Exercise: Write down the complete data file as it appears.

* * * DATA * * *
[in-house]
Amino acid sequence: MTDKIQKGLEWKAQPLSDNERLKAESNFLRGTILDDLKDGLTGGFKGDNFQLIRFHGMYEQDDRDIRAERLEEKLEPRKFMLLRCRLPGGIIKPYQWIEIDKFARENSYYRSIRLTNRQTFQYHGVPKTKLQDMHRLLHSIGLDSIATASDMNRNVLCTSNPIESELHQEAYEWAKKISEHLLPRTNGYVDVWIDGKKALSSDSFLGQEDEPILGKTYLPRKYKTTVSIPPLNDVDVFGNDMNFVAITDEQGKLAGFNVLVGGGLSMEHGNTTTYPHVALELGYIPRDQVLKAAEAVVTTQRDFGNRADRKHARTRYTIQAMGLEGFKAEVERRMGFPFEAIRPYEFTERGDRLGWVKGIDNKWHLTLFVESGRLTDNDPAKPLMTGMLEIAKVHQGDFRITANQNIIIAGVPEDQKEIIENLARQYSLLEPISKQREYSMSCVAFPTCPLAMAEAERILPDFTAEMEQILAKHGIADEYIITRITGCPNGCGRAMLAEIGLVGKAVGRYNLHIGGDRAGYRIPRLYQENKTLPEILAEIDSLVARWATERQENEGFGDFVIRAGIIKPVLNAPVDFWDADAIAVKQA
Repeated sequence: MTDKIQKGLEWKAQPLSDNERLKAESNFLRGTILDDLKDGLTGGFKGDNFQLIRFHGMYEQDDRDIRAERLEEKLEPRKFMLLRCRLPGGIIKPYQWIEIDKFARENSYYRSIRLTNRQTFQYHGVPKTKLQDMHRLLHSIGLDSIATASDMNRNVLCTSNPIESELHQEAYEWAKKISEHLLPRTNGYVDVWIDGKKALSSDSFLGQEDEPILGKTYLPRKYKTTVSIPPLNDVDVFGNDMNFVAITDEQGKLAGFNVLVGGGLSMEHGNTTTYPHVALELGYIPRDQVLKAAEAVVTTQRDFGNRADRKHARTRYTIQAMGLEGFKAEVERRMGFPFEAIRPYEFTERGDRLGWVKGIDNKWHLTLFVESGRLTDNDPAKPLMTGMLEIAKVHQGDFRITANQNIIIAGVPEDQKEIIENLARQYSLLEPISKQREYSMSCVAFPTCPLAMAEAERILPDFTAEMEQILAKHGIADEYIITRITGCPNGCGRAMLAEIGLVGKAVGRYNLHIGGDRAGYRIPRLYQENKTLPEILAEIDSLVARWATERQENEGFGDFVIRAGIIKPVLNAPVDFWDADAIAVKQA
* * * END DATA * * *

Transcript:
[in-house]
Amino acid sequence: MTDKIQKGLEWKAQPLSDNERLKAESNFLRGTILDDLKDGLTGGFKGDNFQLIRFHGMYEQDDRDIRAERLEEKLEPRKFMLLRCRLPGGIIKPYQWIEIDKFARENSYYRSIRLTNRQTFQYHGVPKTKLQDMHRLLHSIGLDSIATASDMNRNVLCTSNPIESELHQEAYEWAKKISEHLLPRTNGYVDVWIDGKKALSSDSFLGQEDEPILGKTYLPRKYKTTVSIPPLNDVDVFGNDMNFVAITDEQGKLAGFNVLVGGGLSMEHGNTTTYPHVALELGYIPRDQVLKAAEAVVTTQRDFGNRADRKHARTRYTIQAMGLEGFKAEVERRMGFPFEAIRPYEFTERGDRLGWVKGIDNKWHLTLFVESGRLTDNDPAKPLMTGMLEIAKVHQGDFRITANQNIIIAGVPEDQKEIIENLARQYSLLEPISKQREYSMSCVAFPTCPLAMAEAERILPDFTAEMEQILAKHGIADEYIITRITGCPNGCGRAMLAEIGLVGKAVGRYNLHIGGDRAGYRIPRLYQENKTLPEILAEIDSLVARWATERQENEGFGDFVIRAGIIKPVLNAPVDFWDADAIAVKQA
Repeated sequence: MTDKIQKGLEWKAQPLSDNERLKAESNFLRGTILDDLKDGLTGGFKGDNFQLIRFHGMYEQDDRDIRAERLEEKLEPRKFMLLRCRLPGGIIKPYQWIEIDKFARENSYYRSIRLTNRQTFQYHGVPKTKLQDMHRLLHSIGLDSIATASDMNRNVLCTSNPIESELHQEAYEWAKKISEHLLPRTNGYVDVWIDGKKALSSDSFLGQEDEPILGKTYLPRKYKTTVSIPPLNDVDVFGNDMNFVAITDEQGKLAGFNVLVGGGLSMEHGNTTTYPHVALELGYIPRDQVLKAAEAVVTTQRDFGNRADRKHARTRYTIQAMGLEGFKAEVERRMGFPFEAIRPYEFTERGDRLGWVKGIDNKWHLTLFVESGRLTDNDPAKPLMTGMLEIAKVHQGDFRITANQNIIIAGVPEDQKEIIENLARQYSLLEPISKQREYSMSCVAFPTCPLAMAEAERILPDFTAEMEQILAKHGIADEYIITRITGCPNGCGRAMLAEIGLVGKAVGRYNLHIGGDRAGYRIPRLYQENKTLPEILAEIDSLVARWATERQENEGFGDFVIRAGIIKPVLNAPVDFWDADAIAVKQA